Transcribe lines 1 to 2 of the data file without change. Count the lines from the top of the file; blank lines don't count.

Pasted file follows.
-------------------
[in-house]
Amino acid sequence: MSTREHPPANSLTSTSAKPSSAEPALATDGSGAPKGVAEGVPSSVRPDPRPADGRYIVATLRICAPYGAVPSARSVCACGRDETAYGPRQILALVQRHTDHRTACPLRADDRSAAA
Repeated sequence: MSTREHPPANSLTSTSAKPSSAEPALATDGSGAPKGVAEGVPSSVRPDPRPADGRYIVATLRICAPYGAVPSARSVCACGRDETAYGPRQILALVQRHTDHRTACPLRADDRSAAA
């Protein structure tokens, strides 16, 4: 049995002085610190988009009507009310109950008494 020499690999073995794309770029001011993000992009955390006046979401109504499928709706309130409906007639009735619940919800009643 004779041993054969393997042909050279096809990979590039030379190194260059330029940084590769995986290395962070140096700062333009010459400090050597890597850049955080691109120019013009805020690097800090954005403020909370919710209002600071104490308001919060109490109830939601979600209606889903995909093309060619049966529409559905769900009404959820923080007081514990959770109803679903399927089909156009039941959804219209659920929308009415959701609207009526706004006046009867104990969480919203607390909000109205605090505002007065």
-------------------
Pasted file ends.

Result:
[in-house]
Amino acid sequence: MSTREHPPANSLTSTSAKPSSAEPALATDGSGAPKGVAEGVPSSVRPDPRPADGRYIVATLRICAPYGAVPSARSVCACGRDETAYGPRQILALVQRHTDHRTACPLRADDRSAAA